OGDEN, Utah (ABC4) – Weber State University (WSU) has safely relocated over 60 ducks and geese from the campus pond.
While the campus’ Ada Lindquist Plaza water feature was drained, 30 ducks and 34 geese were rounded up with help from the Wasatch Domestic Waterfowl Resource (WDWR), a rescue group.
The whole effort took about 12 hours, says WSU. The animals will eventually be placed into loving homes via adoption. WSU says the frequent draining of the campus pond for cleaning and maintenance creates a dangerous situation for the birds who have made the area their home.
“Domestic waterfowl can’t fly away, so if they need to get away from a predator, their only resource (the water) was taken away from them,” says Adison Smith, founder of WDWR. “Not only that, but a lot of them depend on the algae in the water for food, so then their food source was taken away as well.”
WSU’s waterfowl have long been considered the university’s unofficial mascots, with their likeness showing up on merchandise, a social media presence and students waiting to watch the animals crossing the road as a campus attraction. But WSU says the waterfowl should not have been living in the pond at all. The animals’ presence today can be attributed to neglectful owners who abandoned them.
“A lot of people actually end up getting ducks because they think they’re so cute when they’re little and then they realize, ‘Oh hey, they take a lot of care and they’re loud and I don’t want them,’ so then they abandon them,” Smith said. “That’s why Weber State had this duck and goose problem in the first place.”
The abandoned ducks and geese who survived, bred with each other and created the present-day population students are familiar with today. Just because the waterfowl remain a beloved campus attraction, doesn’t mean they are safe to continue living there, says WSU.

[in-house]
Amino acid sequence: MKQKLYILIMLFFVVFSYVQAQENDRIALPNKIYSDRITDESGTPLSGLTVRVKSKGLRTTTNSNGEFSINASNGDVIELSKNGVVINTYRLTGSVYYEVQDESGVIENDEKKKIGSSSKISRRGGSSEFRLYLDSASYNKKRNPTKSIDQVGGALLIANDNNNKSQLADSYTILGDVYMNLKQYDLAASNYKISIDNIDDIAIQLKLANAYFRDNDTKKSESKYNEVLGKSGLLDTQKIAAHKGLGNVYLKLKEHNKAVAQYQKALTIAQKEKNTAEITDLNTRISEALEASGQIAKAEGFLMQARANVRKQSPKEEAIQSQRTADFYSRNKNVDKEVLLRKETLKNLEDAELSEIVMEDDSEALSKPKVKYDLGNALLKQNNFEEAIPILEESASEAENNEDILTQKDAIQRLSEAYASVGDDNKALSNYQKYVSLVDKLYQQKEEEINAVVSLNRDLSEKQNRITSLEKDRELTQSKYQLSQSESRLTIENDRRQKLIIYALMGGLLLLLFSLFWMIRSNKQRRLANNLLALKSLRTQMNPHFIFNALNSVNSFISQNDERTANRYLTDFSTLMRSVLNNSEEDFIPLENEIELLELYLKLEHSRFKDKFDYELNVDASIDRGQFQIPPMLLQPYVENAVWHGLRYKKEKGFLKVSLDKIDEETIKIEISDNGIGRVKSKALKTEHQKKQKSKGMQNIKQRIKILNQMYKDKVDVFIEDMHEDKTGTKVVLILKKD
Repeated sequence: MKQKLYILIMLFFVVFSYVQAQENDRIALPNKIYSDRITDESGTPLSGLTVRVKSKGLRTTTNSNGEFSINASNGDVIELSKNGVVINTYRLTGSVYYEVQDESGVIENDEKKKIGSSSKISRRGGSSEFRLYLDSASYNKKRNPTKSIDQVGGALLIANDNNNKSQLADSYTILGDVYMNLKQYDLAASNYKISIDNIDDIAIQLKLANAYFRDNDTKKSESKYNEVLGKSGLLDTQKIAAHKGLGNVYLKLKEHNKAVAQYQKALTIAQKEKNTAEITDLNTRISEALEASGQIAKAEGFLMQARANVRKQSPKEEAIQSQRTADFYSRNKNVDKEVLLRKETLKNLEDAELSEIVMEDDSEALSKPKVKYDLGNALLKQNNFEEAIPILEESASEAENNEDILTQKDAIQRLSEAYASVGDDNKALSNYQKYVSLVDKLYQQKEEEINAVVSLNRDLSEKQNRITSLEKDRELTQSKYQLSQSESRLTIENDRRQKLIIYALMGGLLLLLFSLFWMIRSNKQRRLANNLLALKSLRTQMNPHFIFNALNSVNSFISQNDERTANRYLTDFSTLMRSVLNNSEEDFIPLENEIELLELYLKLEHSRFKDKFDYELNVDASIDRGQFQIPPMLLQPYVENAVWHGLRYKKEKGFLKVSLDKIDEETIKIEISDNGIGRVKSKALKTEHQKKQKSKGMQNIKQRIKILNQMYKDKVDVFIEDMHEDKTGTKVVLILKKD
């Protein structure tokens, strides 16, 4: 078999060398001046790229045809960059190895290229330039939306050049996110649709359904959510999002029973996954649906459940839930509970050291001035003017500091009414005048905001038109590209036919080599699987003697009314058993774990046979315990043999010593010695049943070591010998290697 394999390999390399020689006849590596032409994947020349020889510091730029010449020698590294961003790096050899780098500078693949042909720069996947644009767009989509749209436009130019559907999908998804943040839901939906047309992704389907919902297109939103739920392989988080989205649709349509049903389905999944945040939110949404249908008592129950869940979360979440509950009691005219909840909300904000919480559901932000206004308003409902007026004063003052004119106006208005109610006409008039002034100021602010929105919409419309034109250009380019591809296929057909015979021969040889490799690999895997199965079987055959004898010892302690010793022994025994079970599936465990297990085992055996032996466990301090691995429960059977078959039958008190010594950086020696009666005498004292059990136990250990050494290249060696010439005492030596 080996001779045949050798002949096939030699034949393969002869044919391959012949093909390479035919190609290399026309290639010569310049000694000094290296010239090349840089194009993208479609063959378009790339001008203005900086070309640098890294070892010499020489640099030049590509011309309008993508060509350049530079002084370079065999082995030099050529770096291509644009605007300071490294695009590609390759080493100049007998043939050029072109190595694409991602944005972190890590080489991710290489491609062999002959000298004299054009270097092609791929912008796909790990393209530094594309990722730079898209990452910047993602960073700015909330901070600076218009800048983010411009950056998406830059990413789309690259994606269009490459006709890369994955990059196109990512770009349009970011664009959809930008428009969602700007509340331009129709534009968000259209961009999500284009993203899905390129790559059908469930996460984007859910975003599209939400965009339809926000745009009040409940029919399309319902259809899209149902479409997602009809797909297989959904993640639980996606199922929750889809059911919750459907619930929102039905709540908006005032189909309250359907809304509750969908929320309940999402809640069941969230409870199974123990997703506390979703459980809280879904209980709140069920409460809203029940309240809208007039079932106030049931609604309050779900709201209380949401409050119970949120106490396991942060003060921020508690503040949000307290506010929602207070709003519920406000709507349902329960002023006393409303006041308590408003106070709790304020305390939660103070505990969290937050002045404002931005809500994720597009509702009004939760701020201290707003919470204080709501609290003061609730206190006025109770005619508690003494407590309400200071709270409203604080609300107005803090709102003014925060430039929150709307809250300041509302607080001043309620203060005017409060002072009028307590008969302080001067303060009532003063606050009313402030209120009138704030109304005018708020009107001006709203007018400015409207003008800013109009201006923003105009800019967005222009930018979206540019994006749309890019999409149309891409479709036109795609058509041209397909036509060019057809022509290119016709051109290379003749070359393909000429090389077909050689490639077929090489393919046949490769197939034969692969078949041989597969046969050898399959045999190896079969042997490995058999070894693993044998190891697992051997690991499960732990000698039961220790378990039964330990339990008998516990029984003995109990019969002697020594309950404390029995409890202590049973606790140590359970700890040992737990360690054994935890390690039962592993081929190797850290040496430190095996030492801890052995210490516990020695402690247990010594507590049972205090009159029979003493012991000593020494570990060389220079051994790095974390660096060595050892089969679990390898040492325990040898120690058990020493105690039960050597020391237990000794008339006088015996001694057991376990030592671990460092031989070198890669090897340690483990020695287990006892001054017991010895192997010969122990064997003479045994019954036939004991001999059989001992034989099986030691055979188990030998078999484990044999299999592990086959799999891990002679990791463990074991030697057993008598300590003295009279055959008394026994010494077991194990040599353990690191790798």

“Weber State geese have been hit by cars and killed or seriously injured, several more geese were killed by an off-leash dog when the pond was drained in 2020 and many of the goslings and ducklings in the spring don’t make it to adulthood,” shares WSU.
The university has never taken care of the birds officially and WSU says their continued presence causes traffic delays, pedestrian issues, and unwanted debris such as food scraps and excrement.
“We don’t want anyone to feed them,” says Weston Woodward, Director of Campus Services. “It’s a huge mess to clean up on a daily basis, and it promotes more of them getting dropped off, with people thinking they’re being cared for.”
Campus officials have put up new signs telling visitors not to feed or abandon any domestic waterfowl in the pond.
“We just really appreciate Weber State working with us to save their lives and help us put up those signs so that we don’t have to do this in the future,” says Smith.
“We love wildlife, but there’s a place for the domestic birds and campus isn’t necessarily the safest place for them,” says Woodward. “I think Wasatch Domestic Waterfowl Resource is a great organization. We fully support them and the education that they’re trying to put out to the public.”